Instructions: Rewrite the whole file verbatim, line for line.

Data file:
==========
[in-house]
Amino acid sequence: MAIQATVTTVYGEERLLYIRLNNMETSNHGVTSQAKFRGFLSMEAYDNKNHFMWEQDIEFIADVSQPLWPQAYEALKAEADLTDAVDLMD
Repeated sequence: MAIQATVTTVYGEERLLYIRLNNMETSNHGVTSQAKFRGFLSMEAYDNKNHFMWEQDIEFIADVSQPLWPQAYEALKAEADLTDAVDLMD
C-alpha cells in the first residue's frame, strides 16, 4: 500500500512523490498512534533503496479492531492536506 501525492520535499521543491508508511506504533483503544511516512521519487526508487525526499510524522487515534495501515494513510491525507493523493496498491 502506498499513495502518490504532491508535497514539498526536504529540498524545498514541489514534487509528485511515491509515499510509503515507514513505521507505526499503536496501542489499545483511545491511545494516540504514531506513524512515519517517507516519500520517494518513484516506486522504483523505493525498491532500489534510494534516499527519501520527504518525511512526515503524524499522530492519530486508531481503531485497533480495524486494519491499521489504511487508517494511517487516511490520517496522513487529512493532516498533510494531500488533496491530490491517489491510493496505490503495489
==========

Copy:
[in-house]
Amino acid sequence: MAIQATVTTVYGEERLLYIRLNNMETSNHGVTSQAKFRGFLSMEAYDNKNHFMWEQDIEFIADVSQPLWPQAYEALKAEADLTDAVDLMD
Repeated sequence: MAIQATVTTVYGEERLLYIRLNNMETSNHGVTSQAKFRGFLSMEAYDNKNHFMWEQDIEFIADVSQPLWPQAYEALKAEADLTDAVDLMD
C-alpha cells in the first residue's frame, strides 16, 4: 500500500512523490498512534533503496479492531492536506 501525492520535499521543491508508511506504533483503544511516512521519487526508487525526499510524522487515534495501515494513510491525507493523493496498491 502506498499513495502518490504532491508535497514539498526536504529540498524545498514541489514534487509528485511515491509515499510509503515507514513505521507505526499503536496501542489499545483511545491511545494516540504514531506513524512515519517517507516519500520517494518513484516506486522504483523505493525498491532500489534510494534516499527519501520527504518525511512526515503524524499522530492519530486508531481503531485497533480495524486494519491499521489504511487508517494511517487516511490520517496522513487529512493532516498533510494531500488533496491530490491517489491510493496505490503495489